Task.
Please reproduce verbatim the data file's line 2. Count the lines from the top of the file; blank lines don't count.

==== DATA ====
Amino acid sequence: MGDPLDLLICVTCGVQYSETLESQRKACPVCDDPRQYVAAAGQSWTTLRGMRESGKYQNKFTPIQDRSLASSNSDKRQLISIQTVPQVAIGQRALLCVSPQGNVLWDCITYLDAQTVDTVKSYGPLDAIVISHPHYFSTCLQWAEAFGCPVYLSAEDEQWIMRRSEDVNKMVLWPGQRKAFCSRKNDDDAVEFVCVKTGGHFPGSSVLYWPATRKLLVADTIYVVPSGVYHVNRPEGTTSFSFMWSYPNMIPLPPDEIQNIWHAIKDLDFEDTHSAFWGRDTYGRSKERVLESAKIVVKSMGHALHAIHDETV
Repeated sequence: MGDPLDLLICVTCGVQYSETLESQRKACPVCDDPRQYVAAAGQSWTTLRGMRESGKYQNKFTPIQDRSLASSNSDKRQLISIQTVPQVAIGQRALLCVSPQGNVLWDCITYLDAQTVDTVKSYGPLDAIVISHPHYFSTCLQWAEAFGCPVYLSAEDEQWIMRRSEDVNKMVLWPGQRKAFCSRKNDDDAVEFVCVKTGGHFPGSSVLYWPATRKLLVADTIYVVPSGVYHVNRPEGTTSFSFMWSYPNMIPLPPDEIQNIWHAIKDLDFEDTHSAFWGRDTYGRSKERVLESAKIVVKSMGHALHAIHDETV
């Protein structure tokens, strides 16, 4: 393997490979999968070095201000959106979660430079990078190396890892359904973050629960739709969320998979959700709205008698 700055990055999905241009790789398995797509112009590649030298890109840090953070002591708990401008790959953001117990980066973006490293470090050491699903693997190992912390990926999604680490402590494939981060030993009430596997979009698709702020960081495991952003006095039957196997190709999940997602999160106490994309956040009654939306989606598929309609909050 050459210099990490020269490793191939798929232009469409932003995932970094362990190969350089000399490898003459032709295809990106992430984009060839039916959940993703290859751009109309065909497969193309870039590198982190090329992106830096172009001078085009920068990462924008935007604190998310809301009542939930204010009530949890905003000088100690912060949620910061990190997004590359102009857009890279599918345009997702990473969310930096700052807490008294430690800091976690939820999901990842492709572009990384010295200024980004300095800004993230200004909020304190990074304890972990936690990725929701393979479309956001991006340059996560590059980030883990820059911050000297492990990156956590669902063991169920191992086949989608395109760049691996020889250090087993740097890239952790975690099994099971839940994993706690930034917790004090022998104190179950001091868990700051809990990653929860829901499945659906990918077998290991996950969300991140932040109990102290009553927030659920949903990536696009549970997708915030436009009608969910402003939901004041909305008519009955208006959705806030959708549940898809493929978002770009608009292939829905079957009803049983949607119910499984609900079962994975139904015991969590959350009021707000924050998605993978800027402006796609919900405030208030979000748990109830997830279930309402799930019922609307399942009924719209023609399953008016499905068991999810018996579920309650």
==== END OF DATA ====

Repeated sequence: MGDPLDLLICVTCGVQYSETLESQRKACPVCDDPRQYVAAAGQSWTTLRGMRESGKYQNKFTPIQDRSLASSNSDKRQLISIQTVPQVAIGQRALLCVSPQGNVLWDCITYLDAQTVDTVKSYGPLDAIVISHPHYFSTCLQWAEAFGCPVYLSAEDEQWIMRRSEDVNKMVLWPGQRKAFCSRKNDDDAVEFVCVKTGGHFPGSSVLYWPATRKLLVADTIYVVPSGVYHVNRPEGTTSFSFMWSYPNMIPLPPDEIQNIWHAIKDLDFEDTHSAFWGRDTYGRSKERVLESAKIVVKSMGHALHAIHDETV